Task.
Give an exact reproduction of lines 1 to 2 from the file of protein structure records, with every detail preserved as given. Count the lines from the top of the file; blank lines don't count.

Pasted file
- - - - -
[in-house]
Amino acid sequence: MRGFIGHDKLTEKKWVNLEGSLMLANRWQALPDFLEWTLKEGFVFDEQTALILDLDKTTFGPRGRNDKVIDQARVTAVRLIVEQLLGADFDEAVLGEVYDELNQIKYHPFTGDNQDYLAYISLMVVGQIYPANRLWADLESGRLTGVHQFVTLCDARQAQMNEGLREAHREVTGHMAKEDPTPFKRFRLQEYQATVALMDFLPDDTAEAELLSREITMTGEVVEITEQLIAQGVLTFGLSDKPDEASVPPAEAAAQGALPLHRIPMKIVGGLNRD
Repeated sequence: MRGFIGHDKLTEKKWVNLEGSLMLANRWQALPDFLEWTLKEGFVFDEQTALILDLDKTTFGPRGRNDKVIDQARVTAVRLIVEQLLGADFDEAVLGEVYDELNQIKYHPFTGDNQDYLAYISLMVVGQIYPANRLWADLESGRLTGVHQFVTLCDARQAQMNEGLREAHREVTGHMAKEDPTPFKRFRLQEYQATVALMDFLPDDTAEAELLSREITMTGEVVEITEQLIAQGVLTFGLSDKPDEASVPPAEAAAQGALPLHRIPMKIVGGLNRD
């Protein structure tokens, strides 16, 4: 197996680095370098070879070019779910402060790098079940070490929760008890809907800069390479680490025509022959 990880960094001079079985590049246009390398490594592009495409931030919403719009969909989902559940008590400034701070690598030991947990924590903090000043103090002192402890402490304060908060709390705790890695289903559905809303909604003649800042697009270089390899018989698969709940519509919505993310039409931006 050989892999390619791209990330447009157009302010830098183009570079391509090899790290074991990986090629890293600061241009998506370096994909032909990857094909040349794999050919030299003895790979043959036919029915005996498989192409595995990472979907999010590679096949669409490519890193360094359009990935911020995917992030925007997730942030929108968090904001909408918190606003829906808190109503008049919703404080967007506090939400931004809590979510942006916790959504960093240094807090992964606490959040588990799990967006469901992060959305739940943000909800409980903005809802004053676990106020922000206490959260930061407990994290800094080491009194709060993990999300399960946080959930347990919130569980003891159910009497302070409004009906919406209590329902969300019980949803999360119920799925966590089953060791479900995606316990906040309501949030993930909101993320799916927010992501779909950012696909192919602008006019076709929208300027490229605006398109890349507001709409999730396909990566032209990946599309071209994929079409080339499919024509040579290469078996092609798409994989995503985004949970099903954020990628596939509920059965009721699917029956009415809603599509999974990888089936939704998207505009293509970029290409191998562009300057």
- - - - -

[in-house]
Amino acid sequence: MRGFIGHDKLTEKKWVNLEGSLMLANRWQALPDFLEWTLKEGFVFDEQTALILDLDKTTFGPRGRNDKVIDQARVTAVRLIVEQLLGADFDEAVLGEVYDELNQIKYHPFTGDNQDYLAYISLMVVGQIYPANRLWADLESGRLTGVHQFVTLCDARQAQMNEGLREAHREVTGHMAKEDPTPFKRFRLQEYQATVALMDFLPDDTAEAELLSREITMTGEVVEITEQLIAQGVLTFGLSDKPDEASVPPAEAAAQGALPLHRIPMKIVGGLNRD